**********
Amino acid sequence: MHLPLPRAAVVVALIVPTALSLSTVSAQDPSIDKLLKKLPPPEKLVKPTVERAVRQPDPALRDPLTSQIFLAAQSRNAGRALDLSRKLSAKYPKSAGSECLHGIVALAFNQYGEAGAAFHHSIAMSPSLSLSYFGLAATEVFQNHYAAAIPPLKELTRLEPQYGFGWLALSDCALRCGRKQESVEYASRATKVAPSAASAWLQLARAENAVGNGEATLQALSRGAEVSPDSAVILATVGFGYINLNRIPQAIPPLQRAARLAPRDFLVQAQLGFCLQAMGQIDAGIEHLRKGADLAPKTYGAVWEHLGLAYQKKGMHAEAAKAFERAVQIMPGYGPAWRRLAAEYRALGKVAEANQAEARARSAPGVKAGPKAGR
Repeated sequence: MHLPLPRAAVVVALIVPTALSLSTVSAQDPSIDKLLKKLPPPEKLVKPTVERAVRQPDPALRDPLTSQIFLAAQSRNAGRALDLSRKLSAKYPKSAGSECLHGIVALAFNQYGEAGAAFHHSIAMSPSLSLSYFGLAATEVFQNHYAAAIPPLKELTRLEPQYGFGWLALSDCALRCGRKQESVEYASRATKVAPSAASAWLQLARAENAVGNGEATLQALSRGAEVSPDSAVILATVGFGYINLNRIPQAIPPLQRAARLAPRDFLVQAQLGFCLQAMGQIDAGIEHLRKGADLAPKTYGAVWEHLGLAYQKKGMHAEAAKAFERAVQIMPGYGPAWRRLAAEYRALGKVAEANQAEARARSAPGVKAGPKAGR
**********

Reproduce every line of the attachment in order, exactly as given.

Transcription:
Amino acid sequence: MHLPLPRAAVVVALIVPTALSLSTVSAQDPSIDKLLKKLPPPEKLVKPTVERAVRQPDPALRDPLTSQIFLAAQSRNAGRALDLSRKLSAKYPKSAGSECLHGIVALAFNQYGEAGAAFHHSIAMSPSLSLSYFGLAATEVFQNHYAAAIPPLKELTRLEPQYGFGWLALSDCALRCGRKQESVEYASRATKVAPSAASAWLQLARAENAVGNGEATLQALSRGAEVSPDSAVILATVGFGYINLNRIPQAIPPLQRAARLAPRDFLVQAQLGFCLQAMGQIDAGIEHLRKGADLAPKTYGAVWEHLGLAYQKKGMHAEAAKAFERAVQIMPGYGPAWRRLAAEYRALGKVAEANQAEARARSAPGVKAGPKAGR
Repeated sequence: MHLPLPRAAVVVALIVPTALSLSTVSAQDPSIDKLLKKLPPPEKLVKPTVERAVRQPDPALRDPLTSQIFLAAQSRNAGRALDLSRKLSAKYPKSAGSECLHGIVALAFNQYGEAGAAFHHSIAMSPSLSLSYFGLAATEVFQNHYAAAIPPLKELTRLEPQYGFGWLALSDCALRCGRKQESVEYASRATKVAPSAASAWLQLARAENAVGNGEATLQALSRGAEVSPDSAVILATVGFGYINLNRIPQAIPPLQRAARLAPRDFLVQAQLGFCLQAMGQIDAGIEHLRKGADLAPKTYGAVWEHLGLAYQKKGMHAEAAKAFERAVQIMPGYGPAWRRLAAEYRALGKVAEANQAEARARSAPGVKAGPKAGR